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November 03, 2009

Gene Therapy Shows Promise in Restoring Vision


There is an interesting article in this month's Lancet:  Age-dependent effects of RPE65 gene therapy for Leber's congenital amaurosis: a phase 1 dose-escalation trial.    Results were also reported in yesterday's New York Times.


According to the Lancet article:

Gene therapy has the potential to reverse disease or prevent further deterioration of vision in patients with incurable inherited retinal degeneration. We therefore did a phase 1 trial to assess the effect of gene therapy on retinal and visual function in children and adults with Leber's congenital amaurosis.

AAV2-hRPE65v2 was well tolerated and all patients showed sustained improvement in subjective and objective measurements of vision.  The greatest improvement was noted in children, all of whom gained ambulatory vision. 

The safety, extent, and stability of improvement in vision in all patients support the use of AAV-mediated gene therapy for treatment of inherited retinal diseases, with early intervention resulting in the best potential gain.

Leber congenital amaurosis (LCA) is an inherited retinal degenerative disease characterized by severe loss of vision at birth.  Scientists have identified 14 genes with mutations that can each cause LCA.  These genes account for approximately 75 percent of all cases of LCA.  This is the basis of this clinical trial.

According to the Times article:

The researchers injected into the eyes of the patients a virus with the normal version of the gene REP65 inserted into its genome. When the virus invaded the light-sensing cells in the eye and inserted its own DNA into the cells’ DNA, the crucial human gene was included.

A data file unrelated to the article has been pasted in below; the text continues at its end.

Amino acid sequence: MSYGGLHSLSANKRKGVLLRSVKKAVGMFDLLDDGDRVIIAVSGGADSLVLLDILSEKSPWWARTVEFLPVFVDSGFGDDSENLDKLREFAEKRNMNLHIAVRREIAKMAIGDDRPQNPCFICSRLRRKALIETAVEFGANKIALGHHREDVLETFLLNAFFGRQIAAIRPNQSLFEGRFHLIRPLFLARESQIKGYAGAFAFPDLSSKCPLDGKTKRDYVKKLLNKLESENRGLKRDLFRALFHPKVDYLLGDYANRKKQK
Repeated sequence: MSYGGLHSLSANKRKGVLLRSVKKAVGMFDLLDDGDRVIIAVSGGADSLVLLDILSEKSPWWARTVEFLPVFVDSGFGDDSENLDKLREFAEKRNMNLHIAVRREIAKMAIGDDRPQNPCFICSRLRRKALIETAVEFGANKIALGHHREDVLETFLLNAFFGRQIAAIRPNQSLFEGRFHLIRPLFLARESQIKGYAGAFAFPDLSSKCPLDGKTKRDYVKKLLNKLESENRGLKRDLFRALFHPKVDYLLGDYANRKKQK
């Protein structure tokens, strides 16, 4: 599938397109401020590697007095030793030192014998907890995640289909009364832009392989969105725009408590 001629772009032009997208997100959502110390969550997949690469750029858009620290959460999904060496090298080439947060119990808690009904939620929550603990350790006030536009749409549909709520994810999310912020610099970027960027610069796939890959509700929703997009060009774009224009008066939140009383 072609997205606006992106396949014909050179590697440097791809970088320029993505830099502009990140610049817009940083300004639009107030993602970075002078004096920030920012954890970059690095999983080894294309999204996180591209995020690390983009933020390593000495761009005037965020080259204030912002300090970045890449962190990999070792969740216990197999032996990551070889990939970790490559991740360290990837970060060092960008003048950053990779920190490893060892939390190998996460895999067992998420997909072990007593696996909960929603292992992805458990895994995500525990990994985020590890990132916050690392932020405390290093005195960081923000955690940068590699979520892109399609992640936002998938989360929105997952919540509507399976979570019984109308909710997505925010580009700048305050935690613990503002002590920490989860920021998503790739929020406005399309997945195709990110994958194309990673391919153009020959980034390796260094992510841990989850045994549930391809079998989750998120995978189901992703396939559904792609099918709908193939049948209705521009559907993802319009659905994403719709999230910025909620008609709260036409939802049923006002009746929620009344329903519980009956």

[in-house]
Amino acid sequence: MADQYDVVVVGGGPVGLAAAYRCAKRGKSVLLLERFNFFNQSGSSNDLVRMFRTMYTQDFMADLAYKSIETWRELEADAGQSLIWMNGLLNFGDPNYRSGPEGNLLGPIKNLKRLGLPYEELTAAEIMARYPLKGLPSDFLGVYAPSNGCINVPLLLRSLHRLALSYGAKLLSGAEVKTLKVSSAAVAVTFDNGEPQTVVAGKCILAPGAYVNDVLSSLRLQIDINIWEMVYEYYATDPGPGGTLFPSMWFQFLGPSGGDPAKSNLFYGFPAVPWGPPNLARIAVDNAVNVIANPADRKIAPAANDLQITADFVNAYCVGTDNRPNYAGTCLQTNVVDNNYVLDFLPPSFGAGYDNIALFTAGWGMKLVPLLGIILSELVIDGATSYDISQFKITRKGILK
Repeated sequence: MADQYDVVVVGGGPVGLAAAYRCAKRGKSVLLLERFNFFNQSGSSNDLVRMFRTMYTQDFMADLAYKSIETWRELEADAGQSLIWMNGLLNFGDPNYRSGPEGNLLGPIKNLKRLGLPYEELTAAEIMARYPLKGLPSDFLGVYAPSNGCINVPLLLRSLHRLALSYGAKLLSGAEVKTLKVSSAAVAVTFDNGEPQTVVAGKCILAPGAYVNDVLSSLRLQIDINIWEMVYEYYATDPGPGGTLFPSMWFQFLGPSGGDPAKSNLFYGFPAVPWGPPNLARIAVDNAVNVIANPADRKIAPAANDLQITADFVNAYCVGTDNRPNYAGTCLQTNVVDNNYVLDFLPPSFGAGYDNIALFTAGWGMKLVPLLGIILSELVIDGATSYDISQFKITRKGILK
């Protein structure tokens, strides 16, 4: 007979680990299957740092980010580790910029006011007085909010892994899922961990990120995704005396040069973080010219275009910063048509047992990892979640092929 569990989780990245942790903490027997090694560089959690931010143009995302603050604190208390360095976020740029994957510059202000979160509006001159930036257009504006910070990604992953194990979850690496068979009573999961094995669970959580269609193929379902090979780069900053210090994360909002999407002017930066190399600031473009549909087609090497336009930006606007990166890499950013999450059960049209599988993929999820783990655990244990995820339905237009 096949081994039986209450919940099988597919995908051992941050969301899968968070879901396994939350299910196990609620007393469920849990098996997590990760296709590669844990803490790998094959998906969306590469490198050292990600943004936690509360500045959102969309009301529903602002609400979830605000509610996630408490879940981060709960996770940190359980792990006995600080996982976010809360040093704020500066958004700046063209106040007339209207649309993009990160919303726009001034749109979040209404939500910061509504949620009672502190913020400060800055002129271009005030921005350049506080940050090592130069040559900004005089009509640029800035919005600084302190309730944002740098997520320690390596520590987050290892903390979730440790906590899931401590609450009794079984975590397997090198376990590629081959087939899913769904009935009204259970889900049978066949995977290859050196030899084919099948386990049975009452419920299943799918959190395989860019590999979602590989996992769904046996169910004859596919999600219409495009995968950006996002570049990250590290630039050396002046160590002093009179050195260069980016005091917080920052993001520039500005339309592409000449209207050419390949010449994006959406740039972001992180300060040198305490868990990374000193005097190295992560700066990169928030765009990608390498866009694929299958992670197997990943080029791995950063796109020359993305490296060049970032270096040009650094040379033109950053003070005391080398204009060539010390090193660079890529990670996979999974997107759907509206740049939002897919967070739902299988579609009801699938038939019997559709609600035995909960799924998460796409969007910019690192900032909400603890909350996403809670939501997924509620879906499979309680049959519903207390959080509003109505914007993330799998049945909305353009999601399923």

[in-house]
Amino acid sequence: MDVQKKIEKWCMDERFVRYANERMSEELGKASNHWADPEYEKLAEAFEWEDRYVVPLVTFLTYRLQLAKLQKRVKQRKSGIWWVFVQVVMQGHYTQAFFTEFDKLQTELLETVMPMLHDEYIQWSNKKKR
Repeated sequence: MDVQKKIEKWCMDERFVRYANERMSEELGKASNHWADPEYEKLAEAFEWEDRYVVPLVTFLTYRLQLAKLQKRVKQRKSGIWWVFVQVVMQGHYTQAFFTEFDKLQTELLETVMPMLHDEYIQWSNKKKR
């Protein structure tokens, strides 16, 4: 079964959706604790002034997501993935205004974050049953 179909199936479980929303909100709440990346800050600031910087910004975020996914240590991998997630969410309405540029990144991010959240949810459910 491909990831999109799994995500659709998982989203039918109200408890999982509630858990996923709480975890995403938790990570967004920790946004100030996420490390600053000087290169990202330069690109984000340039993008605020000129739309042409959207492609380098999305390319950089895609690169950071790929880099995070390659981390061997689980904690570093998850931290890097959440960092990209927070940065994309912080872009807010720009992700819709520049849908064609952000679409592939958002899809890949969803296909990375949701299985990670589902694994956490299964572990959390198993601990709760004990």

Starting at about two weeks, “all 12 had significant improvement,” said Stephen Rose, chief research officer at the Foundation Fighting Blindness, which helped finance the study. That meant the inserted gene was functioning. “You’re not returning 20-20 vision, let’s be real,” Dr. Rose said, “but you’re returning a tremendous amount of vision.”

Dr. Jean Bennett, an ophthalmology professor at University of Pennsylvania who was a leader of the study, said participants could “read signs or see numbers on their cellphones, stripes on their clothes, patterns on furniture, wood on a violin or marble on a table.” Some read several more lines on eye charts.

Children improved the most, perhaps because fewer photoreceptors had decayed. But even the oldest patient, Tami Morehouse, 44, who was sometimes housebound, now walks to meet her children coming from school and “saw her daughter hit a home run,” Dr. Bennett said.

The Times article is accompanied by a video of a child treated in the trial.  The video shows a marked improvement in his ability to navigate an obstacle course.  It is well worth watching.

Although this is the early results of one clinical trial, it is exciting news.  Gene therapy may hold promise for many other retinal diseases, including Retititis Pigmentosa (RP)!


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